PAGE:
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andrew-richards

         

ANDREW RICHARDS
British

Teaching Children in Wasgamuwa on a voluntary placement in Sri Lanka
         

I arrived at Colombo airport and Harsha was waiting to meet me. The heat hit me straight away and I knew that I would not need the jeans and jumper that I was wearing!

The journey down to Wasgamuwa took us through a number of small towns with shops at the front of the houses. The roads are fairly bumpy but we were too busy looking at all the new sights to notice too much. We were coming up to the turning leading towards our house and we had to go through the electric safety fence (to keep elephants out of the village). 

We then started to go up this really bumpy mud track and came to the top of a hill and were told that this was the house. It was very dark and about 1:00am in the morning! We walked down a small track and saw what looked like a mud hut, our house!

When we woke up in the morning you could see the whole view around the house - it was impressive looking over the lake and seeing the mountains in the distance. After a short time we became very accustomed to the house and really enjoyed the different surroundings.

In the National Park we managed to see a herd of about 100 elephants that were pretty close to the vehicle - a great experience! We also had the opportunity to visit the local safety fence and the tree house that the conservation unit uses. All of the local villagers were very happy to meet us and always smiled and waved. At times it can seem a little intimidating because everyone stops to stare at you and call their friends over to have a look, but a wave and a smile back is normally well accepted.

The teaching can be hard work but was very rewarding. It can take a lot of repetition for the children to fully take in information, but you can see that they are keen to learn and will keep trying. The abilities range from some children who have no experience of English at all to some of the children in the higher grades who were very competent. We had two very helpful male field scouts who would attend classes with us to help explain tasks to the children and translate some information for them in their own language.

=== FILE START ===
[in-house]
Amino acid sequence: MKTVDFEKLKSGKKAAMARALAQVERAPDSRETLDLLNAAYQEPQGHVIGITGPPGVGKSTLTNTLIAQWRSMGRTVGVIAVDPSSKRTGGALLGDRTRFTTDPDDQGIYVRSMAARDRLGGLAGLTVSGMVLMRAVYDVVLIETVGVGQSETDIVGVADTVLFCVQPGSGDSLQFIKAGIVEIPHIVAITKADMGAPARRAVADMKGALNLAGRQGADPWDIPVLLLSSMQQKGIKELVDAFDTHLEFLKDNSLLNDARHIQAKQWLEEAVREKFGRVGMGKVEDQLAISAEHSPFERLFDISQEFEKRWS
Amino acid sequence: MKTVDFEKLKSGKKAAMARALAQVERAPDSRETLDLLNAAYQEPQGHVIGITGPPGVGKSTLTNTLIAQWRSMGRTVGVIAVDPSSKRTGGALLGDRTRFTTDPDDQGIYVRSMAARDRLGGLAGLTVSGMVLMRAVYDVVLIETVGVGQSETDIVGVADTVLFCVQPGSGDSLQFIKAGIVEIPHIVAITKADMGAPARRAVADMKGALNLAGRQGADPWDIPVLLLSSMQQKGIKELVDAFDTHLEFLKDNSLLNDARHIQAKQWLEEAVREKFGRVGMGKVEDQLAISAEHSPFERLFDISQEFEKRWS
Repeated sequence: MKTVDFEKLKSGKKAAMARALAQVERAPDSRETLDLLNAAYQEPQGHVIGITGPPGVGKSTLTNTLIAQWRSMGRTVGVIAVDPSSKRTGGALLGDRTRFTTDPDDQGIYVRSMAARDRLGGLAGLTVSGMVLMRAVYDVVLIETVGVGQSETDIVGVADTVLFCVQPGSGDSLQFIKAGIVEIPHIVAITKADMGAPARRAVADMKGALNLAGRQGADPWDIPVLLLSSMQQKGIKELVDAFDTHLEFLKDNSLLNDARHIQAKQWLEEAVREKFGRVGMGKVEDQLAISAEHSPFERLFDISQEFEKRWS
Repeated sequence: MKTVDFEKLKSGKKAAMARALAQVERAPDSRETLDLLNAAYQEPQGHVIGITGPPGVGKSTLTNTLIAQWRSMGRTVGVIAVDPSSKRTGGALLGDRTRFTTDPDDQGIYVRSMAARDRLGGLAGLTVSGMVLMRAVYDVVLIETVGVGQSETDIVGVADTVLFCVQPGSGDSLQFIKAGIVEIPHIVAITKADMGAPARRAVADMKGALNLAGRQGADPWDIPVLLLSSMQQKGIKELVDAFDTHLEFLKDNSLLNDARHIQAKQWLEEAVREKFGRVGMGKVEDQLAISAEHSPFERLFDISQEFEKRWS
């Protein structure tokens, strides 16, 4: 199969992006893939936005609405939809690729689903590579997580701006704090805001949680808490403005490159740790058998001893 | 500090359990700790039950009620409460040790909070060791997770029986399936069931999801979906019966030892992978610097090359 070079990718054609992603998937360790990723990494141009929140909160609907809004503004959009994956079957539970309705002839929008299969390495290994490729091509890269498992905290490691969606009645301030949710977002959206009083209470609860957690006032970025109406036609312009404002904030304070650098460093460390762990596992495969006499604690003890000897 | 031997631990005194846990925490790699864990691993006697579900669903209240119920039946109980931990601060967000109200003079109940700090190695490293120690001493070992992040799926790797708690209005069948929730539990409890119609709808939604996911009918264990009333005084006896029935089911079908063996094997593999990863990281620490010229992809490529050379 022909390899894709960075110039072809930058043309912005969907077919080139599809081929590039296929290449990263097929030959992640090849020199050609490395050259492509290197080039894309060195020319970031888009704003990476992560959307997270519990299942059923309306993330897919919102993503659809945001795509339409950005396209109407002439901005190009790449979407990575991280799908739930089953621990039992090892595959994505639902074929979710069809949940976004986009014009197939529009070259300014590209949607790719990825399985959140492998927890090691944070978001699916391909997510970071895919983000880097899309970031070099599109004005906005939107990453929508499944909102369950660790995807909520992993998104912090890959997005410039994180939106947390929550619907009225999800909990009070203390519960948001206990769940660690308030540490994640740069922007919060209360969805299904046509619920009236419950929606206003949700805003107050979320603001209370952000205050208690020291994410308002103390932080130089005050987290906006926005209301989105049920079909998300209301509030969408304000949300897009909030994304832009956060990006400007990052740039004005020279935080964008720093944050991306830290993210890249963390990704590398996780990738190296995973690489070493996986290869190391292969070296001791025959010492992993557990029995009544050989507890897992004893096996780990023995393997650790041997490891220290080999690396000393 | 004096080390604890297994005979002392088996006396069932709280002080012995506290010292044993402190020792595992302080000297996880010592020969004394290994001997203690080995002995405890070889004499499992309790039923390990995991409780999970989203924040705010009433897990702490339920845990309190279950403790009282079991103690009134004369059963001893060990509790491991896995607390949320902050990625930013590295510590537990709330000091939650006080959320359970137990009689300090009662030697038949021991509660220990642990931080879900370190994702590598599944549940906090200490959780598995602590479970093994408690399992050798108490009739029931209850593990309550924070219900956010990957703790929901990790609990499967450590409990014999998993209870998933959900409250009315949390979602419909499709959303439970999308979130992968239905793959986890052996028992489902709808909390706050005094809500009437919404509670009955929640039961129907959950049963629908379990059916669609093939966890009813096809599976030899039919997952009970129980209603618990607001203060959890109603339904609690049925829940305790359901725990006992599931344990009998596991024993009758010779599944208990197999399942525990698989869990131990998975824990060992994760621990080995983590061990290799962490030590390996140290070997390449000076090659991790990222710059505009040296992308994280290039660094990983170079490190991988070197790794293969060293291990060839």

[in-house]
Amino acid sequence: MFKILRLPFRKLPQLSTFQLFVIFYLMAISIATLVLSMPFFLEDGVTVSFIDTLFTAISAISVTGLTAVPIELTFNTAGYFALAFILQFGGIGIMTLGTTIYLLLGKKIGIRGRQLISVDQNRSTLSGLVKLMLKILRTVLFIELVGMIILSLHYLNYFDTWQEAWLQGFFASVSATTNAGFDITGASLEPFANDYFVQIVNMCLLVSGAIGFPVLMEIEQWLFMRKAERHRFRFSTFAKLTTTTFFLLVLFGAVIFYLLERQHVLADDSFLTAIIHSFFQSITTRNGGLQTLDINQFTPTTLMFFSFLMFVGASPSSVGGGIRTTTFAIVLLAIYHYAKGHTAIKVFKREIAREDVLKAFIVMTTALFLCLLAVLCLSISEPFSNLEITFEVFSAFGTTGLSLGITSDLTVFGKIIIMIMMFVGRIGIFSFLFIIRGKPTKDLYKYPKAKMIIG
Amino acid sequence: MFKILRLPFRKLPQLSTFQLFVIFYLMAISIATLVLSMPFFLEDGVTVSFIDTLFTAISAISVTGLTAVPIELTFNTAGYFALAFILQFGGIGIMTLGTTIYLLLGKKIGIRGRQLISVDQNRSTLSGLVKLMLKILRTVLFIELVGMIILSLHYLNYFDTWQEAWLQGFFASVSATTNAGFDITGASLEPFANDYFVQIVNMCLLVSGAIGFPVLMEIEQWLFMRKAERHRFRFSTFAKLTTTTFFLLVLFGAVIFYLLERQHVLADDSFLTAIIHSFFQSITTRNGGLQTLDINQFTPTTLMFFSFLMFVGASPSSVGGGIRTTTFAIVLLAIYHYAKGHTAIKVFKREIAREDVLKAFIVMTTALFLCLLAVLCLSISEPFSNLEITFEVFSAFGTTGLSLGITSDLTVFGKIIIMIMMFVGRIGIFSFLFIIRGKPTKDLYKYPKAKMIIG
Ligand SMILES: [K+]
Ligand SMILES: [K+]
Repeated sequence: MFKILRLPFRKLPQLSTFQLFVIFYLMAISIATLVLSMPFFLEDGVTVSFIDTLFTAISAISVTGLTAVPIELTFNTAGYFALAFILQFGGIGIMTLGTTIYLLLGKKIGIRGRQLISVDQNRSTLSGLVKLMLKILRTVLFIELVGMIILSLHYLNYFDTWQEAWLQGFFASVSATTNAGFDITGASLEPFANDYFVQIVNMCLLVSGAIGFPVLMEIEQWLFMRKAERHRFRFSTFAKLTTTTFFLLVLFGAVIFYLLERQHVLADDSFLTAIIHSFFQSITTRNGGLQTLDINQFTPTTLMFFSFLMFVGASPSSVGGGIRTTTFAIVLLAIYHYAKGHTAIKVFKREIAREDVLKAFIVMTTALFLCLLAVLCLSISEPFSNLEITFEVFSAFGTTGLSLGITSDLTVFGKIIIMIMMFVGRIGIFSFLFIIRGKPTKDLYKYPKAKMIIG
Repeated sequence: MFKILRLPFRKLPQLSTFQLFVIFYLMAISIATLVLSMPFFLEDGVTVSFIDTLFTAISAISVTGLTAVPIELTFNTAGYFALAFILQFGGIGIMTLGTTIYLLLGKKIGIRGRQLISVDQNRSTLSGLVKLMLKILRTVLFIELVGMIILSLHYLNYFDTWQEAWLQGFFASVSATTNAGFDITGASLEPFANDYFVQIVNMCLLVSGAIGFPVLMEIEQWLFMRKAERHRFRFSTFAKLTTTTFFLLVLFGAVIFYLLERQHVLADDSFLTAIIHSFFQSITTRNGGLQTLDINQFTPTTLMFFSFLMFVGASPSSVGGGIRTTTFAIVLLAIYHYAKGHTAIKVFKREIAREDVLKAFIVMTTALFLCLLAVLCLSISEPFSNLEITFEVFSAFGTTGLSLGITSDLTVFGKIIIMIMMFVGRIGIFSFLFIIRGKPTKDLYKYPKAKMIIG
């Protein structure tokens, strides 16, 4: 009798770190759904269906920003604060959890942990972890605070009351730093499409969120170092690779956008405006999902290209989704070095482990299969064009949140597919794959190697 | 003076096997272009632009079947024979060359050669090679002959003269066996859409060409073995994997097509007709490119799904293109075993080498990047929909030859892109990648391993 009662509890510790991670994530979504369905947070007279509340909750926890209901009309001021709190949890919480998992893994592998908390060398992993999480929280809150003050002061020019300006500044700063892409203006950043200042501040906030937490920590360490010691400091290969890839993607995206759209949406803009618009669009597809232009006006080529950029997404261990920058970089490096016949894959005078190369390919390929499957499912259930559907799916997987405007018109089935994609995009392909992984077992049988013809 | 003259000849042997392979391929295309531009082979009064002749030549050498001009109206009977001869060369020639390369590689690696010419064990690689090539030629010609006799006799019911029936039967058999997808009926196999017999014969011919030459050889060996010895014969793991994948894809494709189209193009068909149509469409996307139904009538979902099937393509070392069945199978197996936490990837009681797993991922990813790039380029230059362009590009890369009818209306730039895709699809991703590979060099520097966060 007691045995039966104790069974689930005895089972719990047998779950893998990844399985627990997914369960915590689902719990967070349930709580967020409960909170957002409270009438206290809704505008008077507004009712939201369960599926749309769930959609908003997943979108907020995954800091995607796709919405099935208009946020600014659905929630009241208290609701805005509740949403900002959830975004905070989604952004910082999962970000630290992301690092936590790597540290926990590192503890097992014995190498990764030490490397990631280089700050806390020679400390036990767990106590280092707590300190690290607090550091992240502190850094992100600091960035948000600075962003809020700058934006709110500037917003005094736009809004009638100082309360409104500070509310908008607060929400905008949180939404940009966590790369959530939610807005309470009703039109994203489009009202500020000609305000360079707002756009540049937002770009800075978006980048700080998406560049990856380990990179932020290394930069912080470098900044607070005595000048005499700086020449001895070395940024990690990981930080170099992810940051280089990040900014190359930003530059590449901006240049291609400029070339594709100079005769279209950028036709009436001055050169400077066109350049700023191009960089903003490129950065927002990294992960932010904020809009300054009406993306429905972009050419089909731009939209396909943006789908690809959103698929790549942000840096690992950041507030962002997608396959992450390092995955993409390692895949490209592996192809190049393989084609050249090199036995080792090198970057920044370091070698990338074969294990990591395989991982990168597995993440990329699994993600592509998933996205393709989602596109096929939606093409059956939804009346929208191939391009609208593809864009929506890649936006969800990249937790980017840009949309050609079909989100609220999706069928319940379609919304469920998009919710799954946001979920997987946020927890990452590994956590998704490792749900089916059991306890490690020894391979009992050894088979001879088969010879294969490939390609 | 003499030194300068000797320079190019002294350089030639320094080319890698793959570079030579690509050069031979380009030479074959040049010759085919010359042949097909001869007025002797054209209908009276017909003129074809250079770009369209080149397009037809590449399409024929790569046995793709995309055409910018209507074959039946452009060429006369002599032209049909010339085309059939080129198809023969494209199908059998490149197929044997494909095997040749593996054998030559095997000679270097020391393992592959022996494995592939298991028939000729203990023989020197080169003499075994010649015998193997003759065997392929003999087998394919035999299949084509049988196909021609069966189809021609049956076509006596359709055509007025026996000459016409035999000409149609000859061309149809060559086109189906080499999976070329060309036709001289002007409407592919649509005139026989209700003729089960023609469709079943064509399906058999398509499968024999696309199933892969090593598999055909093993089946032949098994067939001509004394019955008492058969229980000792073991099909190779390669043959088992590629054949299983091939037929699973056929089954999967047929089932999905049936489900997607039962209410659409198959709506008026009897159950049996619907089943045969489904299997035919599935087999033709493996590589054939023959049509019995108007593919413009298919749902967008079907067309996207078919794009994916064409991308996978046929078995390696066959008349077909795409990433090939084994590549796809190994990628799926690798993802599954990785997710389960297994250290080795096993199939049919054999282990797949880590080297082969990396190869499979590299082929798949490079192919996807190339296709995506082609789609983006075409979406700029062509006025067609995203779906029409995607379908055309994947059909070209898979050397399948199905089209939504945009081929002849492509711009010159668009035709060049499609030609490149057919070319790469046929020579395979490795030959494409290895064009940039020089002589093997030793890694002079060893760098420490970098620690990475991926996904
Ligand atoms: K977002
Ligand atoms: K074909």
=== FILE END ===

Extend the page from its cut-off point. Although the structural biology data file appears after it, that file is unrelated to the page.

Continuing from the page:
The nearest town to the project house is Hettipola and this can take about 40 minutes in one of the local buses, but don’t expect the buses to run on time they seem to just turn up when they feel like it. The town will have most things that you will want at very cheap prices. The cold drink at some of the local stores was always appreciated.

The evenings are very dark from around 7:30pm. You will have time to read a book, play cards or one of the games in the house. You will also have the opportunity to relax and just listen to the sounds around you.

Overall this was an excellent experience that I will always remember. The children were amazing and great to work with and the location of the house really helped us become involved with the whole village. Also seeing and speaking to the locals was an important part of the whole experience. Most of the locals don't speak English so be prepared to be very patient and have good sign language. The Sinhala phrase book can be very helpful to pick up some of the simple phrases. The Sri Lanka Lonely Planet book is also very helpful if you are travelling around Sri Lanka.

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andy-richards
Andrew Teaching at Wasgamuwa School

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Andrew with Dogs